Sri Lanka’s President rallies world for agri revolution in line with nature on sidelines of COP26
Daily FT: President Gotabaya Rajapaksa has said Sri Lanka’s policy framework was committed to sustainable development growth despite the heavy criticism and challenges faced due to resource constraints.
The President made these remarks addressing a special conference organised by Sri Lanka on the sidelines of the United Nations Climate Change Conference (COP 26) in Glasgow, Scotland.
The theme of Sri Lanka’s event was ‘Rediscovering Nitrogen: Solutions and Synergies for Climate Change, Health, Biodiversity and Circular Economy’ and included Sri Lankan and international speakers.
“My Government’s policy framework emphasises sustainability. This is reflected in Sri Lanka’s ambitious updated Nationally Determined Contributions to the United Nations Framework Convention on Climate Change (UNFCCC) Mechanism,” President Rajapaksa said.
He stressed on the imperative need for a new agricultural revolution that was not against nature, whilst pointing out that people should coexist with the environment rather than act against it.
“The challenge faced by us now is to use modern scientific techniques and practices to enhance agricultural production without causing environmental degradation. For decades, Chronic Kidney Disease (CKD) has been a serious issue in Sri Lanka’s agricultural heartland. The overuse of chemical fertiliser has contributed significantly to this problem,” the President said, adding in this context that the Government took firm steps to reduce imports of chemical fertiliser, whilst strongly encouraging organic agriculture.
“Although the policy decision has been broadly appreciated, it has also met with some criticism and resistance. In addition to chemical fertiliser lobby groups, this resistance has come from farmers who have grown accustomed to overusing fertilisers as an easy means of increasing yields,” Rajapaksa said.
The President also pointed out that this was particularly unfortunate, considering Sri Lanka’s rich agricultural heritage.
He said Sri Lanka’s progressive agenda on the environment were being implemented despite the resource constraints it faced as a developing nation, whilst pointing out that sustaining such a policy alongside development programs was challenging for all developing nations, especially following the COVID-19 pandemic.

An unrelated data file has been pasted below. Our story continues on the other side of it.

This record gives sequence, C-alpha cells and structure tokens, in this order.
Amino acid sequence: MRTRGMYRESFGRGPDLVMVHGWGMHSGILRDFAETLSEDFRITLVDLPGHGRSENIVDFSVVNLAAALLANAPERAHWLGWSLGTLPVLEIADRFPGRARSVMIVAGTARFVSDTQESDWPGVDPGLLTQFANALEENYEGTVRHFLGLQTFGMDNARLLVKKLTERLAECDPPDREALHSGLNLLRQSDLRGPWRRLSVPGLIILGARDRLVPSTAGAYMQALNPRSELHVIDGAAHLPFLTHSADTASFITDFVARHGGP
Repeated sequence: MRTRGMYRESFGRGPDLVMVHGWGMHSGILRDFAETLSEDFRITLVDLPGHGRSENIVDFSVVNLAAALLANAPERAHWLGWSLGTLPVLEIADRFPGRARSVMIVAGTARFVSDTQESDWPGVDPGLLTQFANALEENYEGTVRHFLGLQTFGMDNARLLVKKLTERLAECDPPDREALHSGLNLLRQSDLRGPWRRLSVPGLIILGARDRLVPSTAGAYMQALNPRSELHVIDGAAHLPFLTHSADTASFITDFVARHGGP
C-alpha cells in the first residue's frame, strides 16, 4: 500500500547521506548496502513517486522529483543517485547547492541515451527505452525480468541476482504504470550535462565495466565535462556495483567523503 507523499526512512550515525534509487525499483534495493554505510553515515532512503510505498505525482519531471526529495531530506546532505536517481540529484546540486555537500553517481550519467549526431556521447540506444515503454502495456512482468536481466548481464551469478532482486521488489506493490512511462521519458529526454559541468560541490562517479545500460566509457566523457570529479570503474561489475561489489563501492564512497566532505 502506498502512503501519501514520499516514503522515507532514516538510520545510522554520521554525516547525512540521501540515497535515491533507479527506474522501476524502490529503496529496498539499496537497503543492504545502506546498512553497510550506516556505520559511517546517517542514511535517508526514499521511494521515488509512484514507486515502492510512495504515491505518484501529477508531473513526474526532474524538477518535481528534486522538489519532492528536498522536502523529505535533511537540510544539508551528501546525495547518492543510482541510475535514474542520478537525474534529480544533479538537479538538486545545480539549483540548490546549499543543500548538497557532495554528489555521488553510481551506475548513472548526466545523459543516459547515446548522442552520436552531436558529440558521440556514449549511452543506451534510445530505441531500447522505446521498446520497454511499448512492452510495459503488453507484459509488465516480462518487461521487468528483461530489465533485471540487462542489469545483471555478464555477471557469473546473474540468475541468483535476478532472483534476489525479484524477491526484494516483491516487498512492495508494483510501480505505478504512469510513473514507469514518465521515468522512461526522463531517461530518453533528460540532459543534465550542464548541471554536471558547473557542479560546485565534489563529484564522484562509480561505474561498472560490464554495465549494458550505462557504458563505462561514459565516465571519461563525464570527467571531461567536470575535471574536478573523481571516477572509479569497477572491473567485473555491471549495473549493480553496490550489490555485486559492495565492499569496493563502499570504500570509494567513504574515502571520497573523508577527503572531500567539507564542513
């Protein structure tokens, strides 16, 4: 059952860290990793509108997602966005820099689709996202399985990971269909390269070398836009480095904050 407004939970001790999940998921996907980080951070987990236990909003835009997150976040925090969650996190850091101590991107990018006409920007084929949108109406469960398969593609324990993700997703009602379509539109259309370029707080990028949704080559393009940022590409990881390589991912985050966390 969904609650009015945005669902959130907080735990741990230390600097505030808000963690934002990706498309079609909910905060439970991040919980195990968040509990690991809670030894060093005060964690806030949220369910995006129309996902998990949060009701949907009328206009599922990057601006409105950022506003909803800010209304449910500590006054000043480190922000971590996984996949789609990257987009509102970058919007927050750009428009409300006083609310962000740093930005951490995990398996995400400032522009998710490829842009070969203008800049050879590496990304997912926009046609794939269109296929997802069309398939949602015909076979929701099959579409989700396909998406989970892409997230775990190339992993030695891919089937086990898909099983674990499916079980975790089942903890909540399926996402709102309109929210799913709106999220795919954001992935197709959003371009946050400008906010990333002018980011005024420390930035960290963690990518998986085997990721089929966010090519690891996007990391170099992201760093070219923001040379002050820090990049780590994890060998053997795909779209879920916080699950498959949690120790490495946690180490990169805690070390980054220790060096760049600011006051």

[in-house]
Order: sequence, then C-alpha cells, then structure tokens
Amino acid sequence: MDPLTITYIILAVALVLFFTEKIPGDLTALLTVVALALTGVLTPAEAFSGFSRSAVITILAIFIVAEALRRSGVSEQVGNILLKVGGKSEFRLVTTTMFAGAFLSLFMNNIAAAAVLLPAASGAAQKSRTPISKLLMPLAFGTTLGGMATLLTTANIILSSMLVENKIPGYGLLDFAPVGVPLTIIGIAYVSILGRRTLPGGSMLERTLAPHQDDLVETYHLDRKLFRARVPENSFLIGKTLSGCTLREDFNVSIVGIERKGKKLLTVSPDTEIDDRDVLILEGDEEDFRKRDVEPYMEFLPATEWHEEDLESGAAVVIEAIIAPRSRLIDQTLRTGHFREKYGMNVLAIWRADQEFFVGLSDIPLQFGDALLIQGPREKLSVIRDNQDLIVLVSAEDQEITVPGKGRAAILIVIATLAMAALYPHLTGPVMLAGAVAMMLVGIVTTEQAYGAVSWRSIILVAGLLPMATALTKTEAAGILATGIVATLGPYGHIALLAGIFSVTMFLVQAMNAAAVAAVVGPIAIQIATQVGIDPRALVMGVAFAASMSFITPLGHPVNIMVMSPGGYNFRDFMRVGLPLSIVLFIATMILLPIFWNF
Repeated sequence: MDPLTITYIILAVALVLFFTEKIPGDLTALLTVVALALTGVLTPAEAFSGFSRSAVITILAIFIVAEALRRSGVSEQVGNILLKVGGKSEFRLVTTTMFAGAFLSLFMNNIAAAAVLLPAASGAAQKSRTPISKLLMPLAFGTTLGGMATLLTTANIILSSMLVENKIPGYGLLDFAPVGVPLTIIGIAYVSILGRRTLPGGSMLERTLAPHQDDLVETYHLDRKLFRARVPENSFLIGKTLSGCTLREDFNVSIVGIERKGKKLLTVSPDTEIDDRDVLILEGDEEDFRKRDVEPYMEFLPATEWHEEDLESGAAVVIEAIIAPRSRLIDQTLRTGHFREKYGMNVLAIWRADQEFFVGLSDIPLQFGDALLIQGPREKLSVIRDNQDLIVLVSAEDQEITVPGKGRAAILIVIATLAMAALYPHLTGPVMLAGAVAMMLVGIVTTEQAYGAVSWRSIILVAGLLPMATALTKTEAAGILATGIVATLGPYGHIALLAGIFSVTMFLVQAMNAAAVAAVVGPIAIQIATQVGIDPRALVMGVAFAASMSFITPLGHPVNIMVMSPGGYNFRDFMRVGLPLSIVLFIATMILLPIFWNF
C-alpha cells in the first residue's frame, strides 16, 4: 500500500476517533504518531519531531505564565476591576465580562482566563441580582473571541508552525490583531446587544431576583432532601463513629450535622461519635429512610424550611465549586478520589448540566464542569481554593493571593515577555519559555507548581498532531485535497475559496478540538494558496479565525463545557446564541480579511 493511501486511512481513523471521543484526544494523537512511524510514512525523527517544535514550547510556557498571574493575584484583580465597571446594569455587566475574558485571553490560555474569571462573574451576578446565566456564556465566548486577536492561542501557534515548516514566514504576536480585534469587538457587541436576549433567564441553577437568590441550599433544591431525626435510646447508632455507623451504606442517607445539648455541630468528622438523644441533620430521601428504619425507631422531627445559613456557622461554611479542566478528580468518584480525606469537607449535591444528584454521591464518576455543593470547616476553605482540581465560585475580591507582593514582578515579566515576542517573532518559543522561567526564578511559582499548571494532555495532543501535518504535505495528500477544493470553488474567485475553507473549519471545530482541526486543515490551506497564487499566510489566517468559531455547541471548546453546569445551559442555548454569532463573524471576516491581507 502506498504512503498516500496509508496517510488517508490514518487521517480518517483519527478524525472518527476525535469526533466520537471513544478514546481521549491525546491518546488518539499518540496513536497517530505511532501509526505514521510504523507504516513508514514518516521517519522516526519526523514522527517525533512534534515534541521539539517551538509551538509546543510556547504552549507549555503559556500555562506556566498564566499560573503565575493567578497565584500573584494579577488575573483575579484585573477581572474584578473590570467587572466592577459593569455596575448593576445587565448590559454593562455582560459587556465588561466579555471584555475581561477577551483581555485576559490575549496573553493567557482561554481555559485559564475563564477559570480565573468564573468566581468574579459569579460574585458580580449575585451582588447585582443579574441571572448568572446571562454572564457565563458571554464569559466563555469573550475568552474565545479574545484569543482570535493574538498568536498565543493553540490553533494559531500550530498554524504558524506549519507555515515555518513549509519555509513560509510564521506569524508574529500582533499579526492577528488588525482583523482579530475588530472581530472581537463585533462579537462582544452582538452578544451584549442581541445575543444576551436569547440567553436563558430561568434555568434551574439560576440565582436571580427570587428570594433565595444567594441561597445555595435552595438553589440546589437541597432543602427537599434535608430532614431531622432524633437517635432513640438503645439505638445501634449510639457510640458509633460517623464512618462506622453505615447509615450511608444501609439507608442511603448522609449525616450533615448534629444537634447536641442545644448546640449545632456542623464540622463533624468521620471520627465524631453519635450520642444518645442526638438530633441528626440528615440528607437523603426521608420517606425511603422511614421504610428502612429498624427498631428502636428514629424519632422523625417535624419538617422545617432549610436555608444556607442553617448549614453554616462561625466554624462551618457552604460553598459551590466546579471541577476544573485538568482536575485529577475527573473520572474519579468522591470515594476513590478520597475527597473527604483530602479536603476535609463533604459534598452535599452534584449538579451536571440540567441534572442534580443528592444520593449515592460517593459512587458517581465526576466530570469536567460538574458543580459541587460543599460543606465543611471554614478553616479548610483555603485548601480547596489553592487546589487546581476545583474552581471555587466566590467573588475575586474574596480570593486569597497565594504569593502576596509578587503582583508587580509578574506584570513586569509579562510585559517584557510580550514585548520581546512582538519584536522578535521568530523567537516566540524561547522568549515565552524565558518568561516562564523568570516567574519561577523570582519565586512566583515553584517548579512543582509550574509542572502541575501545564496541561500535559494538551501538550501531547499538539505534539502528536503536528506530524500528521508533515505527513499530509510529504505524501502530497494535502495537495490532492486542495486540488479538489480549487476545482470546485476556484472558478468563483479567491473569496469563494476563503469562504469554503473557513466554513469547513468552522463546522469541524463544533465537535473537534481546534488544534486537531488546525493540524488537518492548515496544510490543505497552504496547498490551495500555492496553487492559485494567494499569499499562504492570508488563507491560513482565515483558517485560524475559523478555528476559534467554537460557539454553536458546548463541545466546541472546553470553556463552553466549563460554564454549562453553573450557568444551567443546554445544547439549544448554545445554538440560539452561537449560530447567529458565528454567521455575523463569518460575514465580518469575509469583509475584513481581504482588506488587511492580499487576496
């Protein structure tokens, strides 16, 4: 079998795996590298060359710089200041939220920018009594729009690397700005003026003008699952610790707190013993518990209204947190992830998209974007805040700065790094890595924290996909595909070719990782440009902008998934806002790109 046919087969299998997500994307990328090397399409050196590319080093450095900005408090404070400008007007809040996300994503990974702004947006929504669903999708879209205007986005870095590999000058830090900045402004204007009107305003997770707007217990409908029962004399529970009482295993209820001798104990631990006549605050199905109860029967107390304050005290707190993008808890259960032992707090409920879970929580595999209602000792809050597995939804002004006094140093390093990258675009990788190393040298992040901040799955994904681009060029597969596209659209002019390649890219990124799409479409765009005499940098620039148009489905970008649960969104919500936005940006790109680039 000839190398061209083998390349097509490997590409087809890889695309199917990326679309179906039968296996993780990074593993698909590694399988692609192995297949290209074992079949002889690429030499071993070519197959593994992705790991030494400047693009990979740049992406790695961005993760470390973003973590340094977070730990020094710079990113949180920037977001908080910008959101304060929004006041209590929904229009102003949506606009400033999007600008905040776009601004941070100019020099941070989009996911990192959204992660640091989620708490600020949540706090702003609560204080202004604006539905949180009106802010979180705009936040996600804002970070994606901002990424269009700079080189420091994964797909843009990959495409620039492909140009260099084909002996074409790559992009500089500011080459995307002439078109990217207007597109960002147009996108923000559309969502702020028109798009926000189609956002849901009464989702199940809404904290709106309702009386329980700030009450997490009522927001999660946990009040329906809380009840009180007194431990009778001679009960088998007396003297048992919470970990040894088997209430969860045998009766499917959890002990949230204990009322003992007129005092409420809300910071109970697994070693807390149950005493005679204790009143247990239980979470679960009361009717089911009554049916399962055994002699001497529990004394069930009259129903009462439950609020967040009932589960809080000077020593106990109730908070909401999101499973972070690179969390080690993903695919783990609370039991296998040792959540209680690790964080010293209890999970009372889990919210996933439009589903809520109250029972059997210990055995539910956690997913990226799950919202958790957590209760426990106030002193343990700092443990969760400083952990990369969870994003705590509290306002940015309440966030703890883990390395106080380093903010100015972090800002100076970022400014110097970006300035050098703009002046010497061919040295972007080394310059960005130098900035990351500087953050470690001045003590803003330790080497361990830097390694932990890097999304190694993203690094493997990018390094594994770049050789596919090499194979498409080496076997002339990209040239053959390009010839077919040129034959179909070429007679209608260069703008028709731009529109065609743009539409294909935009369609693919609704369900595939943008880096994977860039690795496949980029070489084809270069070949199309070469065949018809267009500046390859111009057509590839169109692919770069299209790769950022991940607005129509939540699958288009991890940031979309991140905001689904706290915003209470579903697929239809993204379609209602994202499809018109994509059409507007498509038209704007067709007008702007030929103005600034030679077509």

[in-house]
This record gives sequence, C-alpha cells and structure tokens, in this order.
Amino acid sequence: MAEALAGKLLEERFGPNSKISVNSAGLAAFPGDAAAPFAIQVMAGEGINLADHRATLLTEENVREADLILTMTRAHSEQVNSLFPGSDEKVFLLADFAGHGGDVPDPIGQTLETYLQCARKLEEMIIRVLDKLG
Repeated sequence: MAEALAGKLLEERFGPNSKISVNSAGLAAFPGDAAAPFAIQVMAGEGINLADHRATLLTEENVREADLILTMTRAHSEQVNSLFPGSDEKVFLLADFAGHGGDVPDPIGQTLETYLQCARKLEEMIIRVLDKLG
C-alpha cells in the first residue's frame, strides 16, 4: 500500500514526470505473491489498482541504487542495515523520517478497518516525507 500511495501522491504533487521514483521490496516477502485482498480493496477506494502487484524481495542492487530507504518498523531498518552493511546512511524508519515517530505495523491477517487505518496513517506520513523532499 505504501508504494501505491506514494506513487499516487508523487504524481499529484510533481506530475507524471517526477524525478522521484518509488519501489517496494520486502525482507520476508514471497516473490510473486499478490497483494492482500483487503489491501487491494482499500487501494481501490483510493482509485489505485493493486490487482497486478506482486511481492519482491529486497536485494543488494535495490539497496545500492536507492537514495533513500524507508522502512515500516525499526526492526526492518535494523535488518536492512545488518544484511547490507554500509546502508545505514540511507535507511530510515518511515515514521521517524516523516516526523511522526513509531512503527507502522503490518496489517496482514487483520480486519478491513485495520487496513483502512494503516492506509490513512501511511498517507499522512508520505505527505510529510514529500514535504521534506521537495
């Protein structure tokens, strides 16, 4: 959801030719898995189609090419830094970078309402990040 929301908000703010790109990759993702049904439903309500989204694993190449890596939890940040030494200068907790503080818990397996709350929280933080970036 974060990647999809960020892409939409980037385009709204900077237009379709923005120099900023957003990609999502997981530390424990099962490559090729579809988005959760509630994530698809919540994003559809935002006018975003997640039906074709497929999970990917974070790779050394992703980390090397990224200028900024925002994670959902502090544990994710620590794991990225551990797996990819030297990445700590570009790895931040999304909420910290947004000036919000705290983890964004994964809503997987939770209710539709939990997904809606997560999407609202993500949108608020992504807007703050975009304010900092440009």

The President expressed hope that developed countries would extend their fullest support to such nations through development assistance, technology transfers, skills development, investment and financing support.
He also asserted that there was also a major role for businesses in this endeavour and significant returns to be made in investments in sustainability.
“All of us alive today are custodians of this planet on behalf of future generations. We must all work together to ensure its health by contributing in whatever way we can. If we all do this in a spirit of togetherness and goodwill, I am certain we will succeed in making a positive change for our people and for our planet,” President Rajapaksa said.
Environment Minister Mahinda Amaraweera said that Sri Lanka had become the first country in the world to take the decision to convert conventional agricultural lands into 100% organic lands. He said this move aimed to create a green socio-economy with sustainable solutions for climate changes.
The Minister expressed appreciation for all scientists, late, and alive, for their work on nitrogen and said: “Centuries after discovering nitrogen, we are rediscovering nitrogen.”
Environment Ministry Secretary Dr. Anil Jasinghe expressed views on Sri Lanka’s aspirations on climate resilience and adaptation: COP26 and beyond.
High Commissioner of Sri Lanka to the UK Saroja Sirisena also shared views on sustainable development.
The government of Sri Lanka has adopted the policy of promoting organic agriculture by banning agro chemical imports. The move has opened up a host of new business/investment opportunities in Sri Lanka’s agriculture sector. With the President and government of Sri Lanka fully supporting the initiative by providing lands and other assistance to produce organic fertilizer locally, foreign businesses/investors could explore the untapped business potential in the sector. Also, foreign agriculture companies can look at introducing new seed varieties that could provide high crop yields.
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